76. My middle dd used to suck her thumb, and oh, the comments we got on that! She broke the habit herself, pretty close to three. My ds though? Almost four and he still sucks on two fingers. I can’t control the fingers, so it’s going to be up to him when he decides to stop. I hate that I can’t do much about it, but it also just stinks to have people glare as though I’m supposed to magically force his hands away. (Or the dentist that told me with my dd, “You just need to talk to her and tell her this is bad for her teeth.” I’m pretty sure she could hear us laughing for days at that one– rationalizing doesn’t work well with most 2 year olds! I had to refuse to mention it at all with that one, so it was fully and utterly her idea, before she’d even think about stopping. Then when she’d *almost* stopped, I used nailpolish as a bribe, telling her that we’d love to paint her nails, but it wasn’t safe to put the paint in her mouth.)

  77. We have been blessed with a ridiculously easy baby who started sleeping 10-6 by 2 months and 6-6 by 3.5 months. We’ve certainly done some things to help that along but I’d say we deserve about 5% of the credit–95% is just her incredibly easygoing nature.

    We are pretty protective of her naps/bedtime (though have been able to lighten up a bit as she approaches the year mark). I think some of our friends think we are being way too uptight, especially because she is so easygoing (particularly one of our male friends who has a SAH wife who handles 100% of nighttime wakeups), but it makes life easier for all three of us.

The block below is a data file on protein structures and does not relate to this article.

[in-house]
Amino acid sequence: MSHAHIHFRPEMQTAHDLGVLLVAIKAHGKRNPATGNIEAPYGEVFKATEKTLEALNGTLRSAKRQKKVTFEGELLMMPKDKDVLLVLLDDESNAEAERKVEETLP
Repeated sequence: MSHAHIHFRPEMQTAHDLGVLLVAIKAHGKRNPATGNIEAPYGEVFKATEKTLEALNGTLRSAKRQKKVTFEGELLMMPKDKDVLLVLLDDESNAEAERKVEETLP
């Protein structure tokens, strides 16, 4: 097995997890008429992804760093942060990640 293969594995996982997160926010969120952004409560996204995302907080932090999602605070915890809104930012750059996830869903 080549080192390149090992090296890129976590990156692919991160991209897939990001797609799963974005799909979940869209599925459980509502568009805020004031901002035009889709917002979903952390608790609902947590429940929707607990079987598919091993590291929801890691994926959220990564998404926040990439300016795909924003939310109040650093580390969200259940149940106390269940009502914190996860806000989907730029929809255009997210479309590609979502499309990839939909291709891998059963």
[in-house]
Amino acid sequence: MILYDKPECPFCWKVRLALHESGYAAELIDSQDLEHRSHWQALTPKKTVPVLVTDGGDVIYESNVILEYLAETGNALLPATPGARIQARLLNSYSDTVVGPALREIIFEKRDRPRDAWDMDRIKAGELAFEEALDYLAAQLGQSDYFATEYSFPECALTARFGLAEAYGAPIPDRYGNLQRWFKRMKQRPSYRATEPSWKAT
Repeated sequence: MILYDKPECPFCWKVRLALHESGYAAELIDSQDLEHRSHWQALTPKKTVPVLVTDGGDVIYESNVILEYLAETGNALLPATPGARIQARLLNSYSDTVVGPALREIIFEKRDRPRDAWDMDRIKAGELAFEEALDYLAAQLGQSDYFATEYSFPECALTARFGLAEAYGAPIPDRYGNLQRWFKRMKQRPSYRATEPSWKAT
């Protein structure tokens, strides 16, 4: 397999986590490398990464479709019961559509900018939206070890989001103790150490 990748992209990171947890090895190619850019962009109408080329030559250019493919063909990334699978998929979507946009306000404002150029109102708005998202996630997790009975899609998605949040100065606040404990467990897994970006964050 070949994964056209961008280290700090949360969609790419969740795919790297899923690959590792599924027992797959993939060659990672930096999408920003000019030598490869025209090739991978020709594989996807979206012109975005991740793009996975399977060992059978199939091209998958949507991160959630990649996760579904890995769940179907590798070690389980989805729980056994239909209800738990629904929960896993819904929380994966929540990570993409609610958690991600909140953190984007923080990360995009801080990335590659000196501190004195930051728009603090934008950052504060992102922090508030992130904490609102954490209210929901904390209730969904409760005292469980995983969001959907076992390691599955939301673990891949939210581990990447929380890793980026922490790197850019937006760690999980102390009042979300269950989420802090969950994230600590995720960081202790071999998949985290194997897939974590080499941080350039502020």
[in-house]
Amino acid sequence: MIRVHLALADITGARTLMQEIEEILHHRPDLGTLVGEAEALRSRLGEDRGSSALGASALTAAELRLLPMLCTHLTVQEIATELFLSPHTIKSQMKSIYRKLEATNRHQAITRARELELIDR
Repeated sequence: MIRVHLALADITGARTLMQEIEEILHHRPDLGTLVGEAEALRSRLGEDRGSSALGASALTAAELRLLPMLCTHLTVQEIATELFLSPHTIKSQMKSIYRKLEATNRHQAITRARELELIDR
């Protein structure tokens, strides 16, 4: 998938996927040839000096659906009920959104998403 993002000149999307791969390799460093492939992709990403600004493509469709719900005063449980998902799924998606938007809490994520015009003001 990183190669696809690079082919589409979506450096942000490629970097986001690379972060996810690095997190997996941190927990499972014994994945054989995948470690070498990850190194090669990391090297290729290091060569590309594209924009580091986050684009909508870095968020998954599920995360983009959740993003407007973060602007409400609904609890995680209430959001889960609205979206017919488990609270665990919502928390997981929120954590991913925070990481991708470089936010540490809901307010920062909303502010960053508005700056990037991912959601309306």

78. June– Ha! As LfB said above, it’s easier to be laid back about the schedule when you don’t pay the consequences.

  79. We took the pacifier away cold turkey at 6 months. Our pediatrician told us it would only get harder from there, so we bit the bullet. But of course, it was super easy for us because she had already been sleeping through the night for months and is super adaptable, so got over it in less then than two days. If she had sleep issues it would not have been so easy because I don’t think we would have had the wherewithal.

  80. Tulip: Yes, he’s a dear friend, but because of their arrangement is not particularly clued in to why such things matter. Totally fine since it works for them, but not someone I would rely on for advice on such things.

  81. Tulip, try Mavala Stop (when you think he is old enough to understand what you want and why).

    Unpleasant but effective. A tiny bit is really enough, you don’t have to paint the whole nail.

  82. My 4yo still sucks her thumb. The dentist isn’t the least bit concerned. She is very stubborn and didn’t potty train until she made the decision. The thumb sucking is a battle I’m not willing to fight at this time, so I’ll do the wait and see approach.